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What is ADHD?

At times, everyone has trouble sitting still, paying attention or controlling impulsive actions.  However, for some people, the problems can be so pervasive that they can interfere with all areas of their life:  home, school, social, and work.

ADHD (Attention Deficit Hyperactivity Disorder) is a well-known and common neurobiological disorder affecting approximately 10% of the population worldwide. People are often surprised to learn that it also affects at least 4.4% of adults as well.  The three types of ADHD are hyperactive and impulsive,  inattentive, and combined type (hyperactive and inattentive).  Symptoms are different in each person, ranging from mild to severe, leading to variability in skills and maturity levels.

ADHD In Kids

Many parents think that their child has ADHD at one time or another. Little ones are extremely active, can’t sit still and barely have an attention span. But a true diagnosis goes beyond these common behaviors. The ADHD child has these traits to the extreme and they often get in the way of learning, friendships and home life. When the symptoms happen in various settings, over a long period of time, it’s possible your child has ADHD.


ADHD In Adults

You’re probably not going to see a hyperactive adult bouncing around the office because ADHD is most often subtler in grown ups. You might become easily distracted by external noises and activity, have difficulty focusing on a task or unable to complete tasks, or not be an effective listener.  Adults with ADHD can have trouble keeping jobs and managing finances, struggle in relationships, and often suffer from feelings of embarrassment, frustration, hopelessness and disappointment.

Common ADHD Characteristics:

  • Unaware of time and deadlines

  • Thinking in terms of  “black and white” or “all or nothing”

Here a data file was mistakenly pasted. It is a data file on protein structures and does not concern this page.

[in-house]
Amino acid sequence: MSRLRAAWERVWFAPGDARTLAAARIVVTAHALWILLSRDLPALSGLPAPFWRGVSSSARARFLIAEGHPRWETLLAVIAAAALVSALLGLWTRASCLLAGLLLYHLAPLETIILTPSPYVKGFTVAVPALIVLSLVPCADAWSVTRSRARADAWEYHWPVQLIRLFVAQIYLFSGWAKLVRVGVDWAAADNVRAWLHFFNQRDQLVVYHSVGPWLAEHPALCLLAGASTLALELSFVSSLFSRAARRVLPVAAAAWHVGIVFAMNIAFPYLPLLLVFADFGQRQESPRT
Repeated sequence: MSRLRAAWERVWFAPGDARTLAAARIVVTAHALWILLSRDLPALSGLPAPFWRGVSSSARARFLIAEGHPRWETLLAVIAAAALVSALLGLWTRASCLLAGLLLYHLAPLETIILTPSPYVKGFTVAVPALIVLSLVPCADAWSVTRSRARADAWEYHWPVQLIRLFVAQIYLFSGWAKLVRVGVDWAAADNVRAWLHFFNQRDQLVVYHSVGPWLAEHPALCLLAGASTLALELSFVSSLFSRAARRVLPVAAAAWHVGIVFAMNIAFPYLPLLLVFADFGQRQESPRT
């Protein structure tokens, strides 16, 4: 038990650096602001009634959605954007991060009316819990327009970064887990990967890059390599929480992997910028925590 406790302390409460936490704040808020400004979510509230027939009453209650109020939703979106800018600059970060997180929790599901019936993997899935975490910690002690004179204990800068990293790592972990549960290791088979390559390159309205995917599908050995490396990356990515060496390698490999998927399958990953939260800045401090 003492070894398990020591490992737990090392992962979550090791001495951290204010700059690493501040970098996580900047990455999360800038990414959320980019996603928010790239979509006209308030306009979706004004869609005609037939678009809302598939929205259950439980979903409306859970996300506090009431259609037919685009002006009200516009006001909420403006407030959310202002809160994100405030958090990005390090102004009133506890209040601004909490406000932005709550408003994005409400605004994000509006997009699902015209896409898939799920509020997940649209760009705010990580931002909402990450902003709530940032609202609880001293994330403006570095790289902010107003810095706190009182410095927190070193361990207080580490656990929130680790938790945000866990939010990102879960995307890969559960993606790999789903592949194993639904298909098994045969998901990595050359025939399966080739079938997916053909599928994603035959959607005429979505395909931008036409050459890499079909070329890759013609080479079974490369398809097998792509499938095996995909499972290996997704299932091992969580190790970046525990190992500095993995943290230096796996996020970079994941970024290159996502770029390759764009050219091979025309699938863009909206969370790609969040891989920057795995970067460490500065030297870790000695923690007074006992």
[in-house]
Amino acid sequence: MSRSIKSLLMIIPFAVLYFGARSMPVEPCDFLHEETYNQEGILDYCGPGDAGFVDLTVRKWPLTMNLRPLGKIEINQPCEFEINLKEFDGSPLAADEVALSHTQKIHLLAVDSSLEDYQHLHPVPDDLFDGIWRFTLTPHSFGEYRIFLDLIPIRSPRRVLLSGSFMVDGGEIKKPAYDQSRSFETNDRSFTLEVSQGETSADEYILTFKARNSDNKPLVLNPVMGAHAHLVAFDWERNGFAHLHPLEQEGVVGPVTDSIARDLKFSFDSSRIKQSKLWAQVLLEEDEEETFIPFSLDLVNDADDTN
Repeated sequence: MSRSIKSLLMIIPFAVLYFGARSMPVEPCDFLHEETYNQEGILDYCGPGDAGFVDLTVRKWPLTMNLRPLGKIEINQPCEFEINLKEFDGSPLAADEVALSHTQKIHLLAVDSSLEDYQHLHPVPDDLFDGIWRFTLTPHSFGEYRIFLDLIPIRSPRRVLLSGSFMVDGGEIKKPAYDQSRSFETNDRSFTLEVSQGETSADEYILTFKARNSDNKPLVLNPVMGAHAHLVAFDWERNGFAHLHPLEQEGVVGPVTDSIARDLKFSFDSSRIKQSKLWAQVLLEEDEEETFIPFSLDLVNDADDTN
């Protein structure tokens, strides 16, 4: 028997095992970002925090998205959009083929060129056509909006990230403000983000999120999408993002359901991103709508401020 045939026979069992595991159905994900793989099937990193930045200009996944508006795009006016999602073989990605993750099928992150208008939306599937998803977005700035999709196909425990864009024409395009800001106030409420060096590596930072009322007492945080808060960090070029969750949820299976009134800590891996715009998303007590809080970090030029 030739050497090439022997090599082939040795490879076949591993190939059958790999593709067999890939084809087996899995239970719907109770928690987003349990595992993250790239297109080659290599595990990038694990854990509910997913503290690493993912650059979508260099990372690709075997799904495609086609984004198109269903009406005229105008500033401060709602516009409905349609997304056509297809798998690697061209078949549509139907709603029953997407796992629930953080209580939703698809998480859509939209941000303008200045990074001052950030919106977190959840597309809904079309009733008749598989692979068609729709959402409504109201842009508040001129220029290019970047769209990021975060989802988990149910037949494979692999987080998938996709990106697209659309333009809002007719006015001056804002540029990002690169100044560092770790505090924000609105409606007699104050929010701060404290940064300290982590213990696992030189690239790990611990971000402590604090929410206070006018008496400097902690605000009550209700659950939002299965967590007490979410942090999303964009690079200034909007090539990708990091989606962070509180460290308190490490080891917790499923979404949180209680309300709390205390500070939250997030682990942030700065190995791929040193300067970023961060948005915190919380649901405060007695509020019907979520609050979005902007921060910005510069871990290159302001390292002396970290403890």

• Poor self-awareness and low self-esteem

  • Trouble maintaining friendships

  • Often feeling bored

  • Identifying as an underachiever

  • Trouble transitioning between situations

  • Appearing disorganized

  • Needing constant approval from others

  • Difficulty learning from past experiences

  • Inability to see other perspectives

  • Easily distracted (either being multi-focused or unfocused)

  • Difficulty paying attention

  • Physical and/or mental restlessness

  • Poor judgment

  • Always procrastinating

  • Lacking impulse control (blurting things out in conversation, etc.)

  • Need for immediate gratification

  • Losing things

  • Trouble maintaining close relationships

  • Poor self-regulation

  • Issues managing money and keeping a job

  • Sleep difficulties

  • Poor social skills

  • Negative self talk

  • Executive Function Deficits

People with ADHD can be extremely successful, happy and fulfilled. Yet, without proper diagnosis and treatment, ADHD can have very serious consequences, including difficulties at school and/or work, depression and anxiety, relational difficulties, or even substance abuse.  With a clear diagnosis and the proper interventions, anyone can start on a path to living successfully with ADHD.

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